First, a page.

Types of insect antennae
1. Setaceous (Bristle-like): Size of the segments decreases from the base to apex e.g. cockroach.
2. Filiform (Thread-like): Segments are usually cylindrical in shape. Thickness of segments remains same throughout e.g. Grass hopper.
3. Moniliform (Beaded): Segments are either globular or spherical with prominent constrictions in between e.g. Termite, Ground beetle etc.
4. Serrate (Saw-like): Segments have short triangular projections on one side e.g. Mango stem borer.
5. Unipectinate (Comb-like): Segments with ling slender processes on one side e.g. Sawfly
6. Bipectinate (Double-comb-like): Segments with long slender lateral processes on both the sides e.g. Silkworm moth
7. Clavate (Clubbed): Antenna enlarges gradually towards the tip e.g. Butter fly.
8. Capitate (Knobbed): Terminal segments become enlarged suddenly e.g. Khapra beetle, weevils etc.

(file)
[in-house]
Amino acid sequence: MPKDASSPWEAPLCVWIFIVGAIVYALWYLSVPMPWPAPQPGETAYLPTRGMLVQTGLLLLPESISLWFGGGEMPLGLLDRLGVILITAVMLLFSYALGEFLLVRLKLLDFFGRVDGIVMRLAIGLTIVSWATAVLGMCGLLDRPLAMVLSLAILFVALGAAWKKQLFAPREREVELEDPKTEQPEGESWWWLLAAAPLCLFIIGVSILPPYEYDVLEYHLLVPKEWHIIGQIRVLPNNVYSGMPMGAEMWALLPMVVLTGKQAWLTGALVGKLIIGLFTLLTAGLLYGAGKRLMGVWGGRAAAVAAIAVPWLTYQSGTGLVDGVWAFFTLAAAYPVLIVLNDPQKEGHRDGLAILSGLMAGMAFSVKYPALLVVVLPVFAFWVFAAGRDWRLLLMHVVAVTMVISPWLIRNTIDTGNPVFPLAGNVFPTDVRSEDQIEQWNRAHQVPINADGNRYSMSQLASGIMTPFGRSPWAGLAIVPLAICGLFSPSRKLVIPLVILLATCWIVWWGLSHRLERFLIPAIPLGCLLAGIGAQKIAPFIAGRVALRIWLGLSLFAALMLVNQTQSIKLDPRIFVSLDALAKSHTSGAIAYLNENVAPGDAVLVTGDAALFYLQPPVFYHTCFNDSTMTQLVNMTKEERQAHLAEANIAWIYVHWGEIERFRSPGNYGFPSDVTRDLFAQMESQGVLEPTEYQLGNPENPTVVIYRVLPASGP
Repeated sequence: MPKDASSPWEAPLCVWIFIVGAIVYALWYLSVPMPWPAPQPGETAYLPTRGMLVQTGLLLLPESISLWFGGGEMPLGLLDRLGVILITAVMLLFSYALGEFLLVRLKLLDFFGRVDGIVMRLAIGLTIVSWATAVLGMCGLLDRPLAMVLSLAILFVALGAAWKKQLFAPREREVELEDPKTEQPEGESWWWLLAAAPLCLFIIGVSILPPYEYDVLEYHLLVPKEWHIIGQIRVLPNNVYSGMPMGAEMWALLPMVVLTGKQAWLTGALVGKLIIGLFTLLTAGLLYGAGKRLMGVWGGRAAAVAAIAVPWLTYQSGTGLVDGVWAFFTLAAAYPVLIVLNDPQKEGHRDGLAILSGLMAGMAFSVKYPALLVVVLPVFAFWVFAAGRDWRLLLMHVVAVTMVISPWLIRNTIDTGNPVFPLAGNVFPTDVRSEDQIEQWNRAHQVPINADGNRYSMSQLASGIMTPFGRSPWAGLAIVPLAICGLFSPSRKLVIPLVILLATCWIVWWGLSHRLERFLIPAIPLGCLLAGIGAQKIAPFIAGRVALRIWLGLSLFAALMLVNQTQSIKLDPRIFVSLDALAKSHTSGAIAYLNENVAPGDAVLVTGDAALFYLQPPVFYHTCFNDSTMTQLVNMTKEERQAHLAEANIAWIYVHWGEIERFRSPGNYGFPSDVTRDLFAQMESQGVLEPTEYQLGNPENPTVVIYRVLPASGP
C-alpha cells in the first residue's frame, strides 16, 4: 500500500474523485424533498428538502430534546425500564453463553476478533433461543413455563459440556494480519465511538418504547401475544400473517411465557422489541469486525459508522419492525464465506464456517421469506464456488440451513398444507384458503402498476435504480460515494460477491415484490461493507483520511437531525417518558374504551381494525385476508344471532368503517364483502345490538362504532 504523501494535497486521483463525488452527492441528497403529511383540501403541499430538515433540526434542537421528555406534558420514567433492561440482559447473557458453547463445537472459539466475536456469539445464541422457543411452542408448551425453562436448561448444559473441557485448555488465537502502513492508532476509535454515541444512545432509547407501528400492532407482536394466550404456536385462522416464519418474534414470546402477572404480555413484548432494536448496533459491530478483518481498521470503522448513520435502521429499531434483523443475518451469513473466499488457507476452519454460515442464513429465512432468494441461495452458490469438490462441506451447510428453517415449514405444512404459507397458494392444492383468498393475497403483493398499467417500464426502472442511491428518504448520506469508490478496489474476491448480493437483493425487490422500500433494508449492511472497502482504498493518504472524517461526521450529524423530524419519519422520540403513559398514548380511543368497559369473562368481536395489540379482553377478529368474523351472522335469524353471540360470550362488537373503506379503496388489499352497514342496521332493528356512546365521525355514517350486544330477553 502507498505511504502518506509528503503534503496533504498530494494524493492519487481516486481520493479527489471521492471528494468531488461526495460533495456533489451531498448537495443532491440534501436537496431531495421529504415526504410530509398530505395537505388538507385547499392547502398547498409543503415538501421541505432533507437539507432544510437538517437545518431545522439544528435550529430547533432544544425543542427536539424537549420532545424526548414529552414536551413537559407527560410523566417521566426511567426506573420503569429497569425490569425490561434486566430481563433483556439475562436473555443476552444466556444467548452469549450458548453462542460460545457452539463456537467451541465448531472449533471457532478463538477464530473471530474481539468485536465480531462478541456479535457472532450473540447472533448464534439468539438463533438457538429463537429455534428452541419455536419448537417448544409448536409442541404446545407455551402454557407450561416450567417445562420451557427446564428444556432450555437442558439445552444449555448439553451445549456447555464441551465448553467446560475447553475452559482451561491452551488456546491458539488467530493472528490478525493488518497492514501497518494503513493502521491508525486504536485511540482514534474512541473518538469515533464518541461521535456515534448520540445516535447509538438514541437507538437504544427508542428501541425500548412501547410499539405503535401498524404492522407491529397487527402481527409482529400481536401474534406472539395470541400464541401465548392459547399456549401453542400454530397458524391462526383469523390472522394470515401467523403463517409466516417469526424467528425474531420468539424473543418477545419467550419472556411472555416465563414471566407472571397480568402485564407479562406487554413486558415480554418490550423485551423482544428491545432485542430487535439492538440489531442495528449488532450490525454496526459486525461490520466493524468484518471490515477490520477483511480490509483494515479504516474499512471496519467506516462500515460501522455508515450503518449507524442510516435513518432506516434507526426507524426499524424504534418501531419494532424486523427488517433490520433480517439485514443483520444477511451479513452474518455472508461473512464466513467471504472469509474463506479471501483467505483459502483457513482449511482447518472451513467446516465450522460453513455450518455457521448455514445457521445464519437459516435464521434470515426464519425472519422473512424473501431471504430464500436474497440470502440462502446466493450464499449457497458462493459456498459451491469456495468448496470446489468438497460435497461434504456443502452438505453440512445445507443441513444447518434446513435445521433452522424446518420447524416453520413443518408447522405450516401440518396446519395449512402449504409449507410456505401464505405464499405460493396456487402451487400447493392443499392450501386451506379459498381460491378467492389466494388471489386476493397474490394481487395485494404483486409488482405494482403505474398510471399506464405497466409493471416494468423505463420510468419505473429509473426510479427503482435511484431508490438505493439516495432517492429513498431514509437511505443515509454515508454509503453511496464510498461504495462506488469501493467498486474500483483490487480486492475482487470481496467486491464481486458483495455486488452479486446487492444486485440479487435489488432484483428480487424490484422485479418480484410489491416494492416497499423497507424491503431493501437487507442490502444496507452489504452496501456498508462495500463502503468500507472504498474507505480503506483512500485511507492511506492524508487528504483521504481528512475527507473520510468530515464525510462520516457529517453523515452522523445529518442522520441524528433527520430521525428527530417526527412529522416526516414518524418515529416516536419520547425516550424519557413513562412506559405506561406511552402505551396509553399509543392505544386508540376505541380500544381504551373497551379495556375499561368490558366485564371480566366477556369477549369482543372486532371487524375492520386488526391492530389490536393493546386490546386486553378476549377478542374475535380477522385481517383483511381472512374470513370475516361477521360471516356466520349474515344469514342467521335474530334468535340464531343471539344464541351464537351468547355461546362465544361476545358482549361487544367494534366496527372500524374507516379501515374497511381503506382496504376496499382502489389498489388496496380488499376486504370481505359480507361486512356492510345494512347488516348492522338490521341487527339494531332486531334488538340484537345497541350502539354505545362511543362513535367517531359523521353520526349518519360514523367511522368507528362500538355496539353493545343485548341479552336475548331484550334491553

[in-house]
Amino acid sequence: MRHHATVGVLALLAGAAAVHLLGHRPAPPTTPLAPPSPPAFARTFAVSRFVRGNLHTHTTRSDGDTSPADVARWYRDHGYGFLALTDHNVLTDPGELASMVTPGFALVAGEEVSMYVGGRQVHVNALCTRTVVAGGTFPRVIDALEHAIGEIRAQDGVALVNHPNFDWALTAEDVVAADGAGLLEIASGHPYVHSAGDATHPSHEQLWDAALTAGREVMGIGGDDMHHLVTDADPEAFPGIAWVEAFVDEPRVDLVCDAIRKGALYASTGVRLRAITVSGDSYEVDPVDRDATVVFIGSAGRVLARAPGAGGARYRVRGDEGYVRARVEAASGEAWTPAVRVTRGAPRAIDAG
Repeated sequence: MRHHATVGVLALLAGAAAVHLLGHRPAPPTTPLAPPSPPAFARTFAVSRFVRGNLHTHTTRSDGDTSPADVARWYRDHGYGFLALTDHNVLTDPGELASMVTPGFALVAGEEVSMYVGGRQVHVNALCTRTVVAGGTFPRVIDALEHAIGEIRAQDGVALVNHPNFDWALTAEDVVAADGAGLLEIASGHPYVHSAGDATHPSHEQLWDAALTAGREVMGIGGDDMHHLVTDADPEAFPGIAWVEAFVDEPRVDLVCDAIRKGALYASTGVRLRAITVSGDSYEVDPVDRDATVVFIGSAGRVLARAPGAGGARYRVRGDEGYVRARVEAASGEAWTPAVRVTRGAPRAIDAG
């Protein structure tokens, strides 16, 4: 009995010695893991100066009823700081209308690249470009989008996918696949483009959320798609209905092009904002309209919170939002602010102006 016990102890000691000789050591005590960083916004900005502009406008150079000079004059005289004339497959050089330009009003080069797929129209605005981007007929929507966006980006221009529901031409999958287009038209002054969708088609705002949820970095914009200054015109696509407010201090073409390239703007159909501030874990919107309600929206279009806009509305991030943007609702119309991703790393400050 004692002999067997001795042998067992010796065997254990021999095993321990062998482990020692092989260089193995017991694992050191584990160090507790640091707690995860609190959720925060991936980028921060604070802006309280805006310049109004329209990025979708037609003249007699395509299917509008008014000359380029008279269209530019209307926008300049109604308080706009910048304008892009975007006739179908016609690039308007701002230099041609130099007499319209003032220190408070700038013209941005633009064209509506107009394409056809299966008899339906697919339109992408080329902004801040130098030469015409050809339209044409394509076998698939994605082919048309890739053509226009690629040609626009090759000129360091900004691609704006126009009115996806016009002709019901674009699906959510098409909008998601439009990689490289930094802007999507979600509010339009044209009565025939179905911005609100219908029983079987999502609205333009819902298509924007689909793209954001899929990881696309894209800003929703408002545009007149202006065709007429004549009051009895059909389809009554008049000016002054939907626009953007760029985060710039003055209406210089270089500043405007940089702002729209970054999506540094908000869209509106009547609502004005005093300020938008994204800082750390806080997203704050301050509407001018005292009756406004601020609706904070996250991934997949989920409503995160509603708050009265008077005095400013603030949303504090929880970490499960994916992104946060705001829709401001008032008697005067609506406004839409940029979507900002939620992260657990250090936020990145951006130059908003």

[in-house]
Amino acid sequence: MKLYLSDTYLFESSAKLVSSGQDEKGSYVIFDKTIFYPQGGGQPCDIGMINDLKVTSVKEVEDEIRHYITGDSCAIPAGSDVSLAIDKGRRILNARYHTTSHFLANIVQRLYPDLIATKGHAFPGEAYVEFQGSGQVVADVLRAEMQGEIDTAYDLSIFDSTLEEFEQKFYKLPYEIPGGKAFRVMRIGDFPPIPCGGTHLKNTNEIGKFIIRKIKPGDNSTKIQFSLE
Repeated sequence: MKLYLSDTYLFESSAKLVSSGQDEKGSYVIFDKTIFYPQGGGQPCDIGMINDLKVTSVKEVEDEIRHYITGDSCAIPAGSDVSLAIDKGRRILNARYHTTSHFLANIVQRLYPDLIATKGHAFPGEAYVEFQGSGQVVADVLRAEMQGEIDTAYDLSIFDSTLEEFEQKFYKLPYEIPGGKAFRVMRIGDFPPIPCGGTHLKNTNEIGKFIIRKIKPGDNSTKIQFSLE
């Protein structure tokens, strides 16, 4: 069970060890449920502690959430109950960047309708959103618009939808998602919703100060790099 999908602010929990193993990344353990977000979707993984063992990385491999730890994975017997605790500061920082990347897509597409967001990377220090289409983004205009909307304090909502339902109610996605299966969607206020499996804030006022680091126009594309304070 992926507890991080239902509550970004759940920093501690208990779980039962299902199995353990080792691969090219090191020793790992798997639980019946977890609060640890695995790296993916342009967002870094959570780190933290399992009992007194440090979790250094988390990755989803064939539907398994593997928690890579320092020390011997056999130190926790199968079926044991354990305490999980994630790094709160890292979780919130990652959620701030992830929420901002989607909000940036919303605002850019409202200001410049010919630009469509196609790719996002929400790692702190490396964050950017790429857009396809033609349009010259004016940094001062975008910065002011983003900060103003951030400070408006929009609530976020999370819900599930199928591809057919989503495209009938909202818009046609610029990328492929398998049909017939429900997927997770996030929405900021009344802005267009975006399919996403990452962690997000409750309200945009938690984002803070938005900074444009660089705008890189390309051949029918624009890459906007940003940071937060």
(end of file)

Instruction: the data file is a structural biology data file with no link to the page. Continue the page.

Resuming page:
9. Lameliate (Plate-like): Antennal tip is extended laterally on one side to form flat plates e.g. Dung roller.
10. Aristate (Bristle like): Antenna is just three segmented. The terminal segment enlarges. It bears a conspicuous dorsal bristle called arista e.g. House fly
11. Stylate: Antenna is just three segmented. The terminal segment bears a style like process e.g. Jassid
12. Plumose (Feathery): Antenna is feathery with much long hair, in whorls at the junction of flagellomeres e.g. Male Culex mosquito. A mass of sense cells collectivity called Johnston’s organ (hearing organ) present in pedicel of male mosquito.
13. Pilose (Hairy): Antenna is less leathery with fewer hairs at the junction of flagellomerer e.g. female Culex mosquito.
14. Geniculate (Elbowed): The scape is long. The remaining segments are small and are arranged at an angle to the first, resembling an elbow joint e.g. Honey bee, wasp etc.